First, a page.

Qur’an Rehabilitates Pakistan Prisoners
03 Jun 2012 04:18 GMT
 

KARACHI - Muslim charities have launched a series of projects in several Pakistani jails ranging from conventional education to religious learning to turn thousands of prisoners into useful citizens.

“We want to change this (more)

KARACHI - Muslim charities have launched a series of projects in several Pakistani jails ranging from conventional education to religious learning to turn thousands of prisoners into useful citizens.

“We want to change this impression that jails are the nurseries of criminals,” Mohammad Yunus, the head of Al-Khidmat Foundation's ongoing projects in Pakistani jails, told OnIslam.net.

“We want to convert these would -be criminals into useful citizens for the society through different means.”

Al-Khidmat Foundation, Pakistan's largest NGO, has launched a computer and technical skill program as well as conventional education and water salination projects in 20 prisons in four Pakistani provinces.

In northeastern Punjab, the foundation has set up 10 water salination plants in ten jails.

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It is also running a literacy project for underage children languishing in juvenile jails, besides computer literacy programs.

“We (Islamic charities) by and large have neglected this important segment of society in past. They (prisoners) equally deserve our attention”, Yunus said.

“That's why the Al-Khidmat Foundation has set up a separate cell to concentrate only on jails.”

A 20-member batch from the foundation has recently been awarded certificates at Karachi central prison by provincial minister for jails Ayaz Soomro, who hailed the activities of Muslim charities in jails.

The minister announced a three-month relaxation in term of each prisoner who completed computer certificate program.

Jails in Pakistan are a different world altogether.

Almost all prisons are overcrowded, where common prisoners have to live in dirty and dingy cells not bigger than 12/12 size.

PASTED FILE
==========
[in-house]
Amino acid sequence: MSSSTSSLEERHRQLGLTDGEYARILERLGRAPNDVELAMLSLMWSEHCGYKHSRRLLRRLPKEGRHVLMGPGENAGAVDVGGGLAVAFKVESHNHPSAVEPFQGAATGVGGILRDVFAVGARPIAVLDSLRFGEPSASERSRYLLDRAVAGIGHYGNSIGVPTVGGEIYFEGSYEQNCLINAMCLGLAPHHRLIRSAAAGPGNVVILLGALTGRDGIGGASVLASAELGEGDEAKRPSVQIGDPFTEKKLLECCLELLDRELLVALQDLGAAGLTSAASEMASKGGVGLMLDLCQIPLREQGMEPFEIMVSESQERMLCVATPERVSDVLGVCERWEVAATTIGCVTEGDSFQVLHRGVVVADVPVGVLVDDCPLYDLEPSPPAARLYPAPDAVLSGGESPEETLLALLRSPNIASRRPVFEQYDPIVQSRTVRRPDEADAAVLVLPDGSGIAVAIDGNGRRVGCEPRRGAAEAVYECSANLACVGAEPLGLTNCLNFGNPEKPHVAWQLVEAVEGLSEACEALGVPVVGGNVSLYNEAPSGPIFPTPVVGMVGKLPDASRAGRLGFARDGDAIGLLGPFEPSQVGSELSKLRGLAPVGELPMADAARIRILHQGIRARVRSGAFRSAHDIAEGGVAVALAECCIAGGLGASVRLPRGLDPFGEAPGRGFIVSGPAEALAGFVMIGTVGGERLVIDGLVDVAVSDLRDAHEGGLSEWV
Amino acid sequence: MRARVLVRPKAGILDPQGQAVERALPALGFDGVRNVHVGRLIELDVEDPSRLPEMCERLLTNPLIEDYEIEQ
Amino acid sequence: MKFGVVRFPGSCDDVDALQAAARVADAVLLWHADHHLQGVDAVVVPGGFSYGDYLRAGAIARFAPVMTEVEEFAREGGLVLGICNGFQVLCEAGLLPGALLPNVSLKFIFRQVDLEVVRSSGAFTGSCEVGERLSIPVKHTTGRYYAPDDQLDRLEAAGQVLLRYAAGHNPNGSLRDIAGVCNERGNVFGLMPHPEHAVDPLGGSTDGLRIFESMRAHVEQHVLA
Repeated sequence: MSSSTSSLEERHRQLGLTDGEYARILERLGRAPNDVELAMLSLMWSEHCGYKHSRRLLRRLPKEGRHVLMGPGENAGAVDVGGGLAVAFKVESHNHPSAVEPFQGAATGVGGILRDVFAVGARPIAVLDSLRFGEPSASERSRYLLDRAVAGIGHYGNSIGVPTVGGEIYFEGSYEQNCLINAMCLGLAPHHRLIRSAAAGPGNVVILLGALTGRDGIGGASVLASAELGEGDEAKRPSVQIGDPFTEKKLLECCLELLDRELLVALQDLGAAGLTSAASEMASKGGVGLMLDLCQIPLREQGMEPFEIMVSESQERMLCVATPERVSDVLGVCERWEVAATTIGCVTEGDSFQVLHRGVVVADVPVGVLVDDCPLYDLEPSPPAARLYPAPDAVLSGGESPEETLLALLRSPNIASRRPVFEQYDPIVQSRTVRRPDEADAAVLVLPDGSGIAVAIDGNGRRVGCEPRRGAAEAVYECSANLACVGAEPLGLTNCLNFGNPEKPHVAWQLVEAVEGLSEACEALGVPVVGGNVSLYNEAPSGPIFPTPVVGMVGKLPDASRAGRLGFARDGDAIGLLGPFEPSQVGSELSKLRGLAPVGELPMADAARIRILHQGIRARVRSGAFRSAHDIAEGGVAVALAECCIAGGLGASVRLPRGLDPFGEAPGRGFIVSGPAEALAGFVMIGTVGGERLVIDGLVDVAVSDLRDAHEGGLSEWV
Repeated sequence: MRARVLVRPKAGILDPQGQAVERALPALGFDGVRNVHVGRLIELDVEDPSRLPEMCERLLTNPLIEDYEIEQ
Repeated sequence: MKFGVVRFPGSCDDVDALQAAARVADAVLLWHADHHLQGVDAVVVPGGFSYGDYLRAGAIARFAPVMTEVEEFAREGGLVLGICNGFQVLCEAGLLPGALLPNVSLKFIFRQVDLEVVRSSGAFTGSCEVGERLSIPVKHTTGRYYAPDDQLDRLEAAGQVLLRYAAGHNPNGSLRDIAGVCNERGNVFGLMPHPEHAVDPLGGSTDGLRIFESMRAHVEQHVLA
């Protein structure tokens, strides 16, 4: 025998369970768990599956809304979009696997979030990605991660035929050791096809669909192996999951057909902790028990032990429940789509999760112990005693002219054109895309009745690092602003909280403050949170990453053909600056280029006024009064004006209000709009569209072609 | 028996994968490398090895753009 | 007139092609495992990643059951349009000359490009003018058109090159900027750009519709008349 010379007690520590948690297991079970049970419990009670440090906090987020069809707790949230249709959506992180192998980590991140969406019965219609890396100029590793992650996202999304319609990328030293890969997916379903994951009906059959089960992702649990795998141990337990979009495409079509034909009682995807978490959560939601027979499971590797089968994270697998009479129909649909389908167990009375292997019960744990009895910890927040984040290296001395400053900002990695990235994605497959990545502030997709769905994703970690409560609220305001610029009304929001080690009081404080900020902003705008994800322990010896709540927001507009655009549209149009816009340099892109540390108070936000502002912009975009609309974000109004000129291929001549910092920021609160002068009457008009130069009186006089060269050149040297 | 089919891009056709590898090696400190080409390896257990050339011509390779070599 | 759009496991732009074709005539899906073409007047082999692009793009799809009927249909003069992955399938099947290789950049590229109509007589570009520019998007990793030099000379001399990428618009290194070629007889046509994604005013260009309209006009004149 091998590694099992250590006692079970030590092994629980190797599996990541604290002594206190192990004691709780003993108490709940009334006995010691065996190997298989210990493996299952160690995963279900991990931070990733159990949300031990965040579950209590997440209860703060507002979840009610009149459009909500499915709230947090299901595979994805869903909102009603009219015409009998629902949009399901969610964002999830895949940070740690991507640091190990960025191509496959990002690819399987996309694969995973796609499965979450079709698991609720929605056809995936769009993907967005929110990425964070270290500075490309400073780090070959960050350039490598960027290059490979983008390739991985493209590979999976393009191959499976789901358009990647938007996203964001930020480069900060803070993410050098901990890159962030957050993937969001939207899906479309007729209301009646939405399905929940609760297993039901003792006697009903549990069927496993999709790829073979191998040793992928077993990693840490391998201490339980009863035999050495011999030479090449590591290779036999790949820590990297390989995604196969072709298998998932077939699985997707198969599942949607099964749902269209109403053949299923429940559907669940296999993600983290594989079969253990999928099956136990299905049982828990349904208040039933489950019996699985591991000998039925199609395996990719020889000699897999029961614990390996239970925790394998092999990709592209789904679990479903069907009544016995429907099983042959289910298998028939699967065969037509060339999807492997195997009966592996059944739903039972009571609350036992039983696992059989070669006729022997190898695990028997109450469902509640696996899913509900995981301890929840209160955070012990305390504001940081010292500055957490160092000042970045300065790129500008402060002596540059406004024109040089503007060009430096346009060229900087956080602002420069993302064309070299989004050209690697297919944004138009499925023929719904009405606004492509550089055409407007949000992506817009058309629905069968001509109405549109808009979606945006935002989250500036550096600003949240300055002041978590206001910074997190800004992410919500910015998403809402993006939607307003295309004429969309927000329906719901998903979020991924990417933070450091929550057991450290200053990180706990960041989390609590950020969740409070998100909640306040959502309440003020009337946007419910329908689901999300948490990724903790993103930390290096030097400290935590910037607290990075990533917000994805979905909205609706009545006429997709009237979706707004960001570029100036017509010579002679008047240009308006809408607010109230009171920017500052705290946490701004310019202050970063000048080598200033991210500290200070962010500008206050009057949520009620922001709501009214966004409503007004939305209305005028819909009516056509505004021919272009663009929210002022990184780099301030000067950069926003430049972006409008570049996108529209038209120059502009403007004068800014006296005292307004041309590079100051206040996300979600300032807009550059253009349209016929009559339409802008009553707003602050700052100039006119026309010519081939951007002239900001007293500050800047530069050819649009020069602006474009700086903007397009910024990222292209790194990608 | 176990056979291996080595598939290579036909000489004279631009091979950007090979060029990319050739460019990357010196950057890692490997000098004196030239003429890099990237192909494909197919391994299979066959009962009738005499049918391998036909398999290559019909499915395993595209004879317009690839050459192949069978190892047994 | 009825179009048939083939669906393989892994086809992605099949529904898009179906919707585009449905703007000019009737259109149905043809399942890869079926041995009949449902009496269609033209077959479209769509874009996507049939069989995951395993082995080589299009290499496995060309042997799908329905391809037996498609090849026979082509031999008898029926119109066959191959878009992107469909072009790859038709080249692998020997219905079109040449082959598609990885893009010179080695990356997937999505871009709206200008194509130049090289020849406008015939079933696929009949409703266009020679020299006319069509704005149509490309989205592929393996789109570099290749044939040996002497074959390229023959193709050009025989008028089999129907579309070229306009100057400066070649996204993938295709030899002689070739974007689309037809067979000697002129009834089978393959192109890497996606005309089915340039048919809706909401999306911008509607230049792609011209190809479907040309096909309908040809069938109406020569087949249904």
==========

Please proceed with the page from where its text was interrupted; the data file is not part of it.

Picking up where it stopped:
Food and water quality is terribly low.

Prisoners often fall prey to water, and food-borne diseases.

There is no segregation between hardcore criminals and ordinary prisoners, particularly youths, who can easily be lured by these trained and habitual criminals.

These top-notch criminals, who remain in constant touch with their gang members while behind bars and operating their business via mobiles, also train these young prisoners, who later become part of their respective gangs.

Different kinds of torture for the sake of bribe by officials are a routine affair in Pakistani jails.

According to official statistics, the sixteen jails located in Sindh province have the capacity of 8,305 inmates but are packed with over 20,000 prisoners.

The same applies to the remaining 70 jails across the country, bearing the burden of around 75,000 inmates against their actual capacity of 30,000.

Qur'an Learning

Jamiat Taleem-ul-Quran, another Islamic charity, is running a program for Qur'an learning in 80 jails across Pakistan.

“Our goal is to put the prisoners on right track so that after completing their term, they could be of some use for the society rather than an addition to the already existed mess,” Nisar Ahmed Naqshbandi, a spokesman for Jamiat Taleem-ul-Quran, told OnIslam.net.

Some 8,000 prisoners are enrolled in the Qur'an learning program.

The organization's program is divided into three parts.

“We do not start teaching them (prisoners) Qur'an directly,” Nisar said.

“First, we teach them basic teachings of Islam, like Wadu and namaz, then we teach them civics, and then Nazra Qur'an.”

Inmates reciting or memorizing the Noble Qur'an are exempted from rigorous imprisonment that is why a number of prisoners get admission to Qur'an classes to avail this incentive.

“A number of prisoners who get admission to Qur'an centers do not know even about basics of Islam,” he said.

“They just get into there just to avail relaxation from rigorous punishments.”

He said that further incentives on completion of the Qur'an and Hifz lure many prisoners to deeply involve in the learning program.

“There are various prisoners who have learnt Qur'an in jails, and now they are teaching their inmates,” Nisar said.

Besides the Qur'an learning program, the organization is also imparting technical education to the prisoners to enable them to make a living after completion of their terms.

“When a prisoner enters the jail, he is cut off his family and the society. He has nothing to do here except mixing with criminals,” he said.“Therefore, we impart them technical education like plumbing, weaving, hair-cutting, etc so that on the one hand, they have some kind of engagement and on the other hand, they would be capable of earning their livelihood after completion of their respective terms.”

Reproduced with permission from OnIslam.net



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